With new Lansing district likely, Rep. Slotkin would run in it

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It’s looking more and more likely the Lansing area will anchor a new Mid-Michigan congressional district and U.S. Rep. Elissa Slotkin would run in it, even though her current residence isn’t in it.

Also, it’s looking like Lansing and East Lansing are getting split apart in the state Senate maps, meaning it’s more than possible that former House Minority Leader Sam Singh and state Rep. Sarah Anthony could both serve in the state Senate.

The Independent Citizens Redistricting Commission kicked out several different maps for public comment this week, and a few things are consistent.

First, on the congressional side, all four proposed maps have Eaton, Ingham and Livingston counties grouped together with varying amounts of Ionia, Clinton and Shiawassee counties.

The commission, clearly listening to the public comment from the Mid-Michigan area, made the conscious decision to separate the Lansing area from Oakland County and Southeast Michigan, which would cut us off from Slotkin’s family farm in Holly.

Now, the rules for members of Congress don’t require that someone actually live in the district she or he seeks to represent. They need to live in the same state, but not in the actual district. Doesn’t make much sense, but that’s the rule.

It doesn’t look like that’s going to be a factor, though. The two-term member of Congress told The Oakland Press recently, “If the district moves and is a Lansing-based district, and that is the district that is more natural for me to run, then I will move and live in the Lansing area and run in the Lansing district.”

U.S. Rep. Tim Walberg, R-Tipton, is loving what the commission is drawing because it is creating a much-sought southern Michigan border district that would likely keep him in Congress for at least the next 10 years if he wants.

Walberg likely isn’t going to be representing Eaton County after next year, but that doesn’t mean Eaton County won’t be represented by a Republican in Congress.

This new Lansing-based “District 5” would be a competitive district, and I’m being told Republicans in Washington are already talking to state Sen. Tom Barrett, R-Charlotte, about running in it.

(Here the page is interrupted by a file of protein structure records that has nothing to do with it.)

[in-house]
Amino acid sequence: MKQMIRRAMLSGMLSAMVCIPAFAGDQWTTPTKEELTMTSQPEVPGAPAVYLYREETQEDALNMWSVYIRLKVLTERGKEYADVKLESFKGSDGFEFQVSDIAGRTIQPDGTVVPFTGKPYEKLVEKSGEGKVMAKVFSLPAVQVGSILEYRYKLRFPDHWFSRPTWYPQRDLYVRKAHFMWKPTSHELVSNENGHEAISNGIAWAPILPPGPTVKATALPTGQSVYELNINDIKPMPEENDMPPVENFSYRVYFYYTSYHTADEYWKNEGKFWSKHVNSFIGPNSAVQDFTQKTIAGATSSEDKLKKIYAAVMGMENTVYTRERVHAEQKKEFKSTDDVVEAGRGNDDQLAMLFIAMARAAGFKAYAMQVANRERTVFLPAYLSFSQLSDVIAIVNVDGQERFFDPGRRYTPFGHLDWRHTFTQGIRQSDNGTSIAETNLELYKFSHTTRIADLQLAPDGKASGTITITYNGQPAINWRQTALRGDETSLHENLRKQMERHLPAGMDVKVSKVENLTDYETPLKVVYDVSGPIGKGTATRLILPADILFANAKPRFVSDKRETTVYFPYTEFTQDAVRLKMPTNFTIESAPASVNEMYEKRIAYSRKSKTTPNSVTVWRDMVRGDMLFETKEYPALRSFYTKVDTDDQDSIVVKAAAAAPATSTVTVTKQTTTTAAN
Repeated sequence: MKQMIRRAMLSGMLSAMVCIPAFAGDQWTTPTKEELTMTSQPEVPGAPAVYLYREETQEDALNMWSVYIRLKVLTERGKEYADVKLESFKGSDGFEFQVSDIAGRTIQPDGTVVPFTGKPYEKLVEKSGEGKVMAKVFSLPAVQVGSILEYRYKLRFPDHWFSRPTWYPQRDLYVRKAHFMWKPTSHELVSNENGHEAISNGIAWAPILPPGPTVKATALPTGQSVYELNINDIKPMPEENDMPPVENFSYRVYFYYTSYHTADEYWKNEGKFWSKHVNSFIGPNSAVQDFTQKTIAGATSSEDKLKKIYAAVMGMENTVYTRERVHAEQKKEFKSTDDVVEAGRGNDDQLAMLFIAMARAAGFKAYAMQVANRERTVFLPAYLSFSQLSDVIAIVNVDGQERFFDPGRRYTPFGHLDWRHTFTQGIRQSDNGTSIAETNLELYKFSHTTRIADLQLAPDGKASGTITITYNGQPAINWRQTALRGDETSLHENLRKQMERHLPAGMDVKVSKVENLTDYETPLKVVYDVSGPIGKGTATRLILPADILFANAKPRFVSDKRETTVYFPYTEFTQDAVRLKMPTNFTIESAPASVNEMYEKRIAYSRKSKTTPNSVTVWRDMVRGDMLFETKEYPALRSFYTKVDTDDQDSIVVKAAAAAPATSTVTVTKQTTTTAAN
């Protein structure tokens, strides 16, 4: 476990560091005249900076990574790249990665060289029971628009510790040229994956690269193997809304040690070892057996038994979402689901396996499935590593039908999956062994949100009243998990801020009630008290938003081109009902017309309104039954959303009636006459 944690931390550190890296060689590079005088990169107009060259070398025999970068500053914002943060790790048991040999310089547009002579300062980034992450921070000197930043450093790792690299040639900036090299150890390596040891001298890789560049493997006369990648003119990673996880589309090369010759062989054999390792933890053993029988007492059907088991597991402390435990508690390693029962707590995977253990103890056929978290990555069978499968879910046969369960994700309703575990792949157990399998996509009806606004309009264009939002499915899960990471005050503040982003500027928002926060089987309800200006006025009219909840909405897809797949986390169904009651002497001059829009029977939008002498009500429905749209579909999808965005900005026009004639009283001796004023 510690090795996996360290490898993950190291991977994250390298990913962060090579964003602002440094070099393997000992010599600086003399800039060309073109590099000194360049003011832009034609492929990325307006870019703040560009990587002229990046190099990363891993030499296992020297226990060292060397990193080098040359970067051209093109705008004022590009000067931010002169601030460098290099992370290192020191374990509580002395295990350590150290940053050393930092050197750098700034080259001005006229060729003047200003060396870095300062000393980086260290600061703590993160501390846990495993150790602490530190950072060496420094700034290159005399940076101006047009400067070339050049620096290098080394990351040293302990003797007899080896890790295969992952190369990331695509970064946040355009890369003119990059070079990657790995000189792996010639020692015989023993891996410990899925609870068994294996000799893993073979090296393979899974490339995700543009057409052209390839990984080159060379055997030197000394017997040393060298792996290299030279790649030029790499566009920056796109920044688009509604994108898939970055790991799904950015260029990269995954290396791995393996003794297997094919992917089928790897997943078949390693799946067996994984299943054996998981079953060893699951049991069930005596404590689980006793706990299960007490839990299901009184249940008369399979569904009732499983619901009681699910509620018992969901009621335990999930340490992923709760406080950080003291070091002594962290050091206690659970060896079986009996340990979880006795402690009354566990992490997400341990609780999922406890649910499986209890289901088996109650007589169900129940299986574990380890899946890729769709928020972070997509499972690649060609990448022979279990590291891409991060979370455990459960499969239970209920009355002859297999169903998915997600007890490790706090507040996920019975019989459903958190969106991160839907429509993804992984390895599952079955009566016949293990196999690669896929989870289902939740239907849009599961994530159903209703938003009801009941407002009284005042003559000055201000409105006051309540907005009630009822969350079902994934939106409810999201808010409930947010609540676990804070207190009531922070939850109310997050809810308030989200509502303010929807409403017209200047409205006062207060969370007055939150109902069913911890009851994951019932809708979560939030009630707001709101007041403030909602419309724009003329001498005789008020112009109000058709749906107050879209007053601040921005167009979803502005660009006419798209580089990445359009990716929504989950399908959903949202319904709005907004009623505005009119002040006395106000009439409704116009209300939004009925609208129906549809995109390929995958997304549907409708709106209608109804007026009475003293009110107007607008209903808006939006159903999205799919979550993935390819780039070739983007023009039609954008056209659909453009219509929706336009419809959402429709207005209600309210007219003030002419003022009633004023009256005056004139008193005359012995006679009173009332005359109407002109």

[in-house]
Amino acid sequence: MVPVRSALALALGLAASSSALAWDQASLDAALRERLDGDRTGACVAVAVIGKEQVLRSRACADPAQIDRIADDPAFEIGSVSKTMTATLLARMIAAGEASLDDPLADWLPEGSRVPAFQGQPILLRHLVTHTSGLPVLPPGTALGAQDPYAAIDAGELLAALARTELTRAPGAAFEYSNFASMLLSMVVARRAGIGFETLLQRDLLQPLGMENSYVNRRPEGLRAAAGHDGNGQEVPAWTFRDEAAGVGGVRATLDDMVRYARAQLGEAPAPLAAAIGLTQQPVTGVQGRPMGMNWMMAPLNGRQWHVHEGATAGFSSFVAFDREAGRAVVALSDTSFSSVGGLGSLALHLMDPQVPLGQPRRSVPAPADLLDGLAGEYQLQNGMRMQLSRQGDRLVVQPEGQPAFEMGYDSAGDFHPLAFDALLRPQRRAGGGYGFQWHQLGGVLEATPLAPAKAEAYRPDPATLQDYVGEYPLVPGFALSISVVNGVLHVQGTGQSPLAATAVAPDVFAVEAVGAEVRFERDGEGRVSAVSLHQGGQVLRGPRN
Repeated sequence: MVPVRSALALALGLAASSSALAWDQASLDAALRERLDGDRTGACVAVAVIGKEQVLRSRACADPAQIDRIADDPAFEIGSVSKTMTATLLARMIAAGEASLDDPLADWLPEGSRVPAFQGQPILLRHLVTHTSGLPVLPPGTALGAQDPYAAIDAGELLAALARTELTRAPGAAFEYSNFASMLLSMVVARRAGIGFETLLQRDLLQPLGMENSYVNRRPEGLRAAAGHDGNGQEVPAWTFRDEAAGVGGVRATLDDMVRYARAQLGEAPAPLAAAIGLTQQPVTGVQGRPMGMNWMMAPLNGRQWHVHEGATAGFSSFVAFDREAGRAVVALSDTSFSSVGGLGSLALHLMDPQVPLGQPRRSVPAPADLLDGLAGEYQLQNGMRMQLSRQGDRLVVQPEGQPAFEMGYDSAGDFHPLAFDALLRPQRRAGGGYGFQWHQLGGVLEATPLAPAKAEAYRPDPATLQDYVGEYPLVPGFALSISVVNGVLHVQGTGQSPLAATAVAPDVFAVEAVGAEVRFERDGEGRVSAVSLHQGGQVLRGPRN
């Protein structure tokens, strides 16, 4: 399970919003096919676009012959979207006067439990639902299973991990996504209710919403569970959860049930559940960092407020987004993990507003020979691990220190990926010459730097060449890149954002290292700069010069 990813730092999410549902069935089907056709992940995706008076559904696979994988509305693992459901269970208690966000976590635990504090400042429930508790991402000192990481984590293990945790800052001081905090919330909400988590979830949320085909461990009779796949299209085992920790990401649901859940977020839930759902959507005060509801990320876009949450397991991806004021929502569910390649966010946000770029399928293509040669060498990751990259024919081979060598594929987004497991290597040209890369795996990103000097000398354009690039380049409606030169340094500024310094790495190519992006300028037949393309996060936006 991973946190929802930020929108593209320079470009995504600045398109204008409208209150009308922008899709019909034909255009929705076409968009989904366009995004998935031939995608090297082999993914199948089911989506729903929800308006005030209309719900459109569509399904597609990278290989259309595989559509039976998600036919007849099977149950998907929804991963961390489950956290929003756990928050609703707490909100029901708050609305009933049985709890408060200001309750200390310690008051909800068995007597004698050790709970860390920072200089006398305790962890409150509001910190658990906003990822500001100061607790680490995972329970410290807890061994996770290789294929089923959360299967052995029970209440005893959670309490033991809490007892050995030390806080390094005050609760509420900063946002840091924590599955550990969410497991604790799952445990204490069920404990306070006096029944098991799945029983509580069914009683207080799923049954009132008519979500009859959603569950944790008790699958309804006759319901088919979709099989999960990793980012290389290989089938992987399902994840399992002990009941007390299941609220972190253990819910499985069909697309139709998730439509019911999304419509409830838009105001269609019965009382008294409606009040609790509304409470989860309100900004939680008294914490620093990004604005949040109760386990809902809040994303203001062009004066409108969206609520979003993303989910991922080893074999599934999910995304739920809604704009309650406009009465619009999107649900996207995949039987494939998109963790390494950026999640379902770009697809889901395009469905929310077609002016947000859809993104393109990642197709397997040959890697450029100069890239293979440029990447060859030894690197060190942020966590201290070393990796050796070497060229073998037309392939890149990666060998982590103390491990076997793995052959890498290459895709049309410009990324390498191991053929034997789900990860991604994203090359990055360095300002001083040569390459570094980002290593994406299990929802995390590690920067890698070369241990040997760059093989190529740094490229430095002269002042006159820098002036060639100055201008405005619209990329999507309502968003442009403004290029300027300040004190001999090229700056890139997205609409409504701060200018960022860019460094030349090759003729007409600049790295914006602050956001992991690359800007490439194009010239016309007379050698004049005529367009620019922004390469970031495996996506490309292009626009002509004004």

Barrett’s interest has certainly been higher as of late because it looks like he’s getting drawn right out of his state Senate district.

Barrett has another term, but the commission seems stuck on the idea of taking a cleaver down Pennsylvania Avenue and Aurlieus Road through the city of Lansing.

All three draft maps adopted for public comment have Lansing’s east side and Michigan State University in with Haslett, Williamston, Clinton County and Shiawassee County, while the city of Lansing, Delhi Township and most of south Ingham County would be in a Senate district with Eaton County.

Barrett would never win a one-on-one battle with Anthony if those are the lines, and he knows it. Eaton County is a 50/50 county while the Ingham County portion of the district would be at least 60% Democratic, likely more.

The East Lansing district, however, would be more a 50/50 district, and Singh — if he were the Democratic nominee — would likely face a competitive challenge from a Republican.

Earlier indications are Rep. Ben Frederick of Owosso is a possibility, as is Rep. Graham Filler from DeWitt.

Over in the state House, all three maps are, again, the same. Rep. Julie Brixie looks like she’d have an East Lansing/Meridian Township district. Rep. Kara Hope has a district that includes the south half of Lansing. 

Lansing north of the Grand and Red Cedar rivers would be grouped in with Waverly and Delta Township. Rep. Angela Witwer, D-Delta Twp., could run in that district, but could always face a primary from the Lansing section. Grand Ledge would get roped in with Clinton County and most of the rest of Eaton County would get pulled in with Mason to make a new Republican district with Barry County.

Nothing is set in stone, yet, but with the clock ticking and the commission having bigger fish to fry in Metro Detroit, these maps are looking more and more firm.

(Email Kyle Melinn, of the Capitol news service. MIRS, at melinnky@gmail.com.)

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